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December 25, 2014
India's most powerful prime minister in decades,Narendra Modi has become the focal point of a young nation's aspiration for a better tomorrow
In 2014, Narendra Modi was literally everywhere. On the campaign trail, with clenched fist and self-proclaimed 56-inch chest, Modi was the defining symbol of an India hankering to be liberated from the effete elitist UPA, roaring out a near universal echo against silver spoon-fed dynasts and ancien regime aristocrats. Ranging around with furious energy from Amethi to Chennai, from Bastar to Kerala, he rode tidal waves of expectation, each of his appearances a call to overthrow the old order, the up-by-his bootstraps "chaiwallah" flaunting his humble origins and perfect wardrobe as if to say, "If I can, you can too." Class warrior against the Oxbridge elite yet capitalist-friendly to desi business, Hindutva champion yet armed with modern high-tech media, the publicly endorsed emblem of a globalising India with a triumphant eye turned towards the Vedic Age.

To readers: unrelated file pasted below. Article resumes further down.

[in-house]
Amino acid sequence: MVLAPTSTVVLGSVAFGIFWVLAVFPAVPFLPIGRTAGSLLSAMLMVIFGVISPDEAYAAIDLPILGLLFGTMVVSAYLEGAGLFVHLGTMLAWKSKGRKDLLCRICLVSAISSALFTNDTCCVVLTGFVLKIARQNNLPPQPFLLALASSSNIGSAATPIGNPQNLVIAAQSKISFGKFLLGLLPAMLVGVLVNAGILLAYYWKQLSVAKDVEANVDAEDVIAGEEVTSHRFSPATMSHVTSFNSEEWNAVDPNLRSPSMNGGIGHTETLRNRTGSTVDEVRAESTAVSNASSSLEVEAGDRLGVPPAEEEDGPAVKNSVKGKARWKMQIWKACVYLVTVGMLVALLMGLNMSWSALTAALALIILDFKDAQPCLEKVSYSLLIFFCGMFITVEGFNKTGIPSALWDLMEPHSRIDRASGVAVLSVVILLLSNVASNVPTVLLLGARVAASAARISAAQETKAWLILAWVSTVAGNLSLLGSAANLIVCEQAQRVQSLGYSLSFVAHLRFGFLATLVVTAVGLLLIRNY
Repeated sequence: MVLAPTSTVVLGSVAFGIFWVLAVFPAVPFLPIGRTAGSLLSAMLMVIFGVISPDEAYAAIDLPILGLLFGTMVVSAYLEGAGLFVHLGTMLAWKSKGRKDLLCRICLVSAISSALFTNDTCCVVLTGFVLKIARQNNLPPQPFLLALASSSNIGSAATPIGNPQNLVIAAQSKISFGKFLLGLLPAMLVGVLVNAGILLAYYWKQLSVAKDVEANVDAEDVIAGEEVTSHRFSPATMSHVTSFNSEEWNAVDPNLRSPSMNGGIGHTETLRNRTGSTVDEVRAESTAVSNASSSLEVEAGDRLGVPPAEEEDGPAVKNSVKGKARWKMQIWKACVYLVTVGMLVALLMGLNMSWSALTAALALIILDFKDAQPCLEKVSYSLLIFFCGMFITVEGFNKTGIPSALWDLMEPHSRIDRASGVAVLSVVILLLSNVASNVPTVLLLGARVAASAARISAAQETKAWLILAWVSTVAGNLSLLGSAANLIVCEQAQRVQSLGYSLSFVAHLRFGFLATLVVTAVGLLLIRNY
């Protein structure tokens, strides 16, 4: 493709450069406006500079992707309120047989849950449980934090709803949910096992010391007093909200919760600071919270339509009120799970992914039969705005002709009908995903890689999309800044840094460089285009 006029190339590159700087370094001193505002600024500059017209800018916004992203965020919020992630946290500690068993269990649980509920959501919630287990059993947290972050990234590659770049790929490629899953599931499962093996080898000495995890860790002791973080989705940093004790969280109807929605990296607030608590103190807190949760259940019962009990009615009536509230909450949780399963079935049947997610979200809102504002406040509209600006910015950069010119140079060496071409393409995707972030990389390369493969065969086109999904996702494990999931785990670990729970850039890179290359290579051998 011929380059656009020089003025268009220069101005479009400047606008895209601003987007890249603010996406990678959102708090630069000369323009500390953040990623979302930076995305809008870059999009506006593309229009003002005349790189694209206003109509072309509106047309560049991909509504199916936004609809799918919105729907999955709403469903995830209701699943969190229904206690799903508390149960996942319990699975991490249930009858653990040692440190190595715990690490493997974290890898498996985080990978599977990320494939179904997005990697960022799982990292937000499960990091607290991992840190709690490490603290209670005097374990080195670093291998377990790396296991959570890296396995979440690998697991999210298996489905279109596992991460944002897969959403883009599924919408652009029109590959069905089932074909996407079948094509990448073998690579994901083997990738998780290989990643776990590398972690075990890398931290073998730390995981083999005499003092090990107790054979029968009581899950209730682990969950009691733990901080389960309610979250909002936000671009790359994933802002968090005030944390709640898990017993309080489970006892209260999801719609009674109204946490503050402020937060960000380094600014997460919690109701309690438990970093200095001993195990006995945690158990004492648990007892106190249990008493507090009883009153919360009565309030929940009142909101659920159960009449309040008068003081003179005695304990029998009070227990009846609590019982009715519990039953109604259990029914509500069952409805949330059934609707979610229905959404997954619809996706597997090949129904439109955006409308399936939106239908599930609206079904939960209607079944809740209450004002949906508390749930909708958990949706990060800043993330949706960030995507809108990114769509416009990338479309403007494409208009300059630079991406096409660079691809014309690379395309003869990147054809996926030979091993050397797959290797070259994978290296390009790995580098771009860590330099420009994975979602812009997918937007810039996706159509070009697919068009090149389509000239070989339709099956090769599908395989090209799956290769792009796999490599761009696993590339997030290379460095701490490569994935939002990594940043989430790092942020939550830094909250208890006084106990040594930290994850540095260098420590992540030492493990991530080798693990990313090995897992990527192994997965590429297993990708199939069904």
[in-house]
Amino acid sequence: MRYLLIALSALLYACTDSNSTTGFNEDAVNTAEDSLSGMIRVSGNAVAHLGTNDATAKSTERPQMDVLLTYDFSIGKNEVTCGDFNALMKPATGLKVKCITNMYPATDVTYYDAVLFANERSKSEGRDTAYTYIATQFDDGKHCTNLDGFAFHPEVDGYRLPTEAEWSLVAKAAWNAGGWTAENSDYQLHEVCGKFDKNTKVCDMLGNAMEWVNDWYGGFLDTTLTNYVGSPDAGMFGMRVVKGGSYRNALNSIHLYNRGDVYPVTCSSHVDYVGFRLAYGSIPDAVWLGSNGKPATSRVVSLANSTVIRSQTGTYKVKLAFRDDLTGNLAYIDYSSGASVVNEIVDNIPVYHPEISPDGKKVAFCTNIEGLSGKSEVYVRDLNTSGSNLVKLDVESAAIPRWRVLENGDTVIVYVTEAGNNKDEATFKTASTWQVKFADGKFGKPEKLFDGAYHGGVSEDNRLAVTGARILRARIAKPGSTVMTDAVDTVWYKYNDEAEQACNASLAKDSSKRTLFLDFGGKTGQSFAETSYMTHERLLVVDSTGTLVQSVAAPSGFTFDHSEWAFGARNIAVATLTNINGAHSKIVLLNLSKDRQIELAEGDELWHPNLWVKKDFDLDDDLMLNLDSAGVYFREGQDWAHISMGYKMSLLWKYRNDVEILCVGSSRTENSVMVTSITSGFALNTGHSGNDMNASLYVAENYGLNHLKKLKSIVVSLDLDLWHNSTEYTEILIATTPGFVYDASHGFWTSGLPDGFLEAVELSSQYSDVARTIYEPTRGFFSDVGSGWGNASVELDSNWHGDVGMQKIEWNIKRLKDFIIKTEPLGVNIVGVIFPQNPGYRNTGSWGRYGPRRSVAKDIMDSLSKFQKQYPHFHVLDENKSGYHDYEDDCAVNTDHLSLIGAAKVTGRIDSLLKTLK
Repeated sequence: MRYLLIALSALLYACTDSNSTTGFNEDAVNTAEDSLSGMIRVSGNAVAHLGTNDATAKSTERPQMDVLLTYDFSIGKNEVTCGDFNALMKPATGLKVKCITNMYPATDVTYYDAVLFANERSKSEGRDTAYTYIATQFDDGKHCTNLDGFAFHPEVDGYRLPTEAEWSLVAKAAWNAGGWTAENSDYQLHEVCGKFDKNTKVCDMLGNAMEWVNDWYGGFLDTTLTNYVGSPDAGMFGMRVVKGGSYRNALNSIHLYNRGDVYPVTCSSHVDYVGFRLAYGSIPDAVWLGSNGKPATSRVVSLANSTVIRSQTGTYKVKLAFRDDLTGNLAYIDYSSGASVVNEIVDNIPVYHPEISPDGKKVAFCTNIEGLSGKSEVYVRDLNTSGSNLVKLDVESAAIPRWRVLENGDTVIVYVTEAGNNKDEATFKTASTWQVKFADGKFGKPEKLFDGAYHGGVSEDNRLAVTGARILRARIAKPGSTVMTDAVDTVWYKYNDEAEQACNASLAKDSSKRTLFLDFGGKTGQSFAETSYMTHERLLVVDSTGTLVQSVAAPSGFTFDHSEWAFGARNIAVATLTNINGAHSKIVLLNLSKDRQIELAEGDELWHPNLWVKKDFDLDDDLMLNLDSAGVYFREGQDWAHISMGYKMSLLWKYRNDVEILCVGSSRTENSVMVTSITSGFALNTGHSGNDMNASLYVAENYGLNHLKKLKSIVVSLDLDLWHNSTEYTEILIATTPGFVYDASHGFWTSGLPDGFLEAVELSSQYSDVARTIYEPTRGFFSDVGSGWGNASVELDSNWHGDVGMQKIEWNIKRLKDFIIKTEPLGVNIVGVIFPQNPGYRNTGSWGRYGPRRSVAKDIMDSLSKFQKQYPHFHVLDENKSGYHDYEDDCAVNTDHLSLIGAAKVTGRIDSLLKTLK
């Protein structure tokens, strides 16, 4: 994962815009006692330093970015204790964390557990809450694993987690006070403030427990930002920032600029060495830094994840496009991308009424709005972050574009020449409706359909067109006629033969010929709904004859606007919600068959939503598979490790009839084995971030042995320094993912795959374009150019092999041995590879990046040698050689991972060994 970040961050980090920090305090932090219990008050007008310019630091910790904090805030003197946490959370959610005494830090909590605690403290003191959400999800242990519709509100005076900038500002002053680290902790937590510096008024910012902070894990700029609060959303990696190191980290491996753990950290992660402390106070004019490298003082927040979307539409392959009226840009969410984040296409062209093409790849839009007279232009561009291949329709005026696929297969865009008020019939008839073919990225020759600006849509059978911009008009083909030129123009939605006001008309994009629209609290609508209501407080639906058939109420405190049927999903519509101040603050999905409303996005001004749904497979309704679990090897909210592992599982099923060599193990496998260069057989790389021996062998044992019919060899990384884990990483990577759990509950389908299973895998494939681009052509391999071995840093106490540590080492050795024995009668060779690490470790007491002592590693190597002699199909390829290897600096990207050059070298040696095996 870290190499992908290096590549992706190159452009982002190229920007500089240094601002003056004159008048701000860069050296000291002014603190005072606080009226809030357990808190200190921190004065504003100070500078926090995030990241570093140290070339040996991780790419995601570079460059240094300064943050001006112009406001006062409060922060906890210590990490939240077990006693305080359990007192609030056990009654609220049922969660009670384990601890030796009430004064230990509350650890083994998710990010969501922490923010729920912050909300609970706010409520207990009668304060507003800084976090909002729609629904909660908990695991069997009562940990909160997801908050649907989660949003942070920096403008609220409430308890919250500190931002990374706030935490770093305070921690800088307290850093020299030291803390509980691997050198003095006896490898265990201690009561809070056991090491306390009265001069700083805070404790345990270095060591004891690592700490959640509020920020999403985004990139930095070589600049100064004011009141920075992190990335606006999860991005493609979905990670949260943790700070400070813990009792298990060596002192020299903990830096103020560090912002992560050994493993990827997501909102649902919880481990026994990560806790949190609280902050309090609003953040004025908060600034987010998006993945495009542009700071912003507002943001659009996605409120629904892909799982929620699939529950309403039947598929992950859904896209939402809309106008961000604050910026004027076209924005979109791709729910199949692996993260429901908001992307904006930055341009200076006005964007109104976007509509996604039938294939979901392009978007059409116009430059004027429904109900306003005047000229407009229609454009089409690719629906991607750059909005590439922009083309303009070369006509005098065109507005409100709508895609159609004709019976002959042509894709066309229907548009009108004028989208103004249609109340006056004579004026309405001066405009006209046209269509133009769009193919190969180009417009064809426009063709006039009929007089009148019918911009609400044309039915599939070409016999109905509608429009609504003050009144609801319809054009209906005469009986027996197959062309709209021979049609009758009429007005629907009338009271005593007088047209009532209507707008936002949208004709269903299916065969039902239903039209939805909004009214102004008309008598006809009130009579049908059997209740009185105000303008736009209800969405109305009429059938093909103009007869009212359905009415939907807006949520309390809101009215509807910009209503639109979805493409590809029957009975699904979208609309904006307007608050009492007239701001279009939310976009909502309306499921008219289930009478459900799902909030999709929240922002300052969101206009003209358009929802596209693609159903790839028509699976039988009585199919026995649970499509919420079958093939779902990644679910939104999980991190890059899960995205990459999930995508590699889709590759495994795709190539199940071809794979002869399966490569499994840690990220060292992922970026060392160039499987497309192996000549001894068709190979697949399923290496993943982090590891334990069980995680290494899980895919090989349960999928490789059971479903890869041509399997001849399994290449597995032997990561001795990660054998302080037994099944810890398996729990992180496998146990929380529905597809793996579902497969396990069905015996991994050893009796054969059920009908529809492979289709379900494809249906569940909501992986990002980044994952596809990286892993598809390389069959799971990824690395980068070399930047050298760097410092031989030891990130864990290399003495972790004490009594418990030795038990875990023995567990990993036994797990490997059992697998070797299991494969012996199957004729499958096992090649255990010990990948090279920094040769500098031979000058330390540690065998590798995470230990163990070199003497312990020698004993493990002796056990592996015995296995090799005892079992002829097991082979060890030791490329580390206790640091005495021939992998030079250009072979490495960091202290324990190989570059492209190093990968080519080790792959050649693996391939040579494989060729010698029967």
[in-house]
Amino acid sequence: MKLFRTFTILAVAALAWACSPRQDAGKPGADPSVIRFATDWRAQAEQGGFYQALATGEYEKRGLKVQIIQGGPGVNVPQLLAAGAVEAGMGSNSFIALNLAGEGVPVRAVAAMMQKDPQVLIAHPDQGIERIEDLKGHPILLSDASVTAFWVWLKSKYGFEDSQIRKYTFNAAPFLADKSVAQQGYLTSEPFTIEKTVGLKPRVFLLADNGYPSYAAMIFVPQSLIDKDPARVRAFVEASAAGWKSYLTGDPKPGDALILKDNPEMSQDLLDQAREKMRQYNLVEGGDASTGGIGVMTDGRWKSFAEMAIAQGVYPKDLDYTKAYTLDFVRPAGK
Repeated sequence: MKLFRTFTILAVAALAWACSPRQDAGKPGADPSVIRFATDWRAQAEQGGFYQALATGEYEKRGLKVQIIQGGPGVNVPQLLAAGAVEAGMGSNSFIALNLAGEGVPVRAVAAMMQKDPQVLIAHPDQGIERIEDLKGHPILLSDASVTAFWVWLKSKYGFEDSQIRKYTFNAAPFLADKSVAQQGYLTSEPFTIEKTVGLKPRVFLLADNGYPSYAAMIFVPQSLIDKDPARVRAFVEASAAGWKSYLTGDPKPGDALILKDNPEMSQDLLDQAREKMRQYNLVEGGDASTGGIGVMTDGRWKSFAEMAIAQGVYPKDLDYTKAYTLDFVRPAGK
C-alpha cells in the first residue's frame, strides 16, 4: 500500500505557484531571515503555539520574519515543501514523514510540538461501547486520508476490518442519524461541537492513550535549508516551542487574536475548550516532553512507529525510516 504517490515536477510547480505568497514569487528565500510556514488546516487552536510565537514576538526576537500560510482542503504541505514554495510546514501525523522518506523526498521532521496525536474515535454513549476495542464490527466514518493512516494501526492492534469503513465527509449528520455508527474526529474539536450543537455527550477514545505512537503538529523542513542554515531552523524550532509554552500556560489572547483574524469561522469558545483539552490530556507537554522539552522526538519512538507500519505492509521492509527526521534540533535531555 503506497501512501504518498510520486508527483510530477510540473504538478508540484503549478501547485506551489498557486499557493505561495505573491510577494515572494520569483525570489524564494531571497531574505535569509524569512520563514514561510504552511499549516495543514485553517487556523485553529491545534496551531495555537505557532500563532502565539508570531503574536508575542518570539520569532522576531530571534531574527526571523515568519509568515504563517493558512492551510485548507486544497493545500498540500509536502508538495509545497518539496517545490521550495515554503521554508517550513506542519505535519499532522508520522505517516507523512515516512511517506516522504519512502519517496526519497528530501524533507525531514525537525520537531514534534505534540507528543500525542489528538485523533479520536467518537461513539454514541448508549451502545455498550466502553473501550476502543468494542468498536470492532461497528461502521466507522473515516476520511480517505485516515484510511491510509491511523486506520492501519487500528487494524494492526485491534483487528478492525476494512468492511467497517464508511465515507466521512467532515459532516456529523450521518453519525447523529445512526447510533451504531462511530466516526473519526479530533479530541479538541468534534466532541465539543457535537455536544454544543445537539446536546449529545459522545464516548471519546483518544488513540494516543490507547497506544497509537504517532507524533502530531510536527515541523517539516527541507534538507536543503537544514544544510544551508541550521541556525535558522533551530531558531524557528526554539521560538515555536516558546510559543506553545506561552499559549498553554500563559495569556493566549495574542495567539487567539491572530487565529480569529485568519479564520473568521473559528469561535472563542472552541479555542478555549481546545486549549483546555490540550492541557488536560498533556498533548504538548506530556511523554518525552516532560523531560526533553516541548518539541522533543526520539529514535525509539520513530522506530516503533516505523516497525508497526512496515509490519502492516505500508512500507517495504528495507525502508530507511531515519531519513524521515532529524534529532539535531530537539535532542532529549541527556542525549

Indeed, power in the country now flows from a designer kurta that was once made in Gujarat. Recently, on a chilly December evening, Rashtrapati Bhavan held an event to celebrate the construction of a new wing of the Ceremonial Hall. The Lutyens power elite were in attendance: ministers, governors, service chiefs, and the Rashtrapati himself. Dot on the appointed time, in walked the Prime Minister in his trademark salwar kurta, not a hair out of place. The chatter in the room shrank sharply to pindrop silence, as gathered VIPs jostled to catch the eye of the Supreme Leader. In 2014, Modi has become truly larger than life. Armed with a massive majority for the first time after 25 years of coalition governments, he's arguably the most powerful PM India has seen since Indira Gandhi in the 1970s.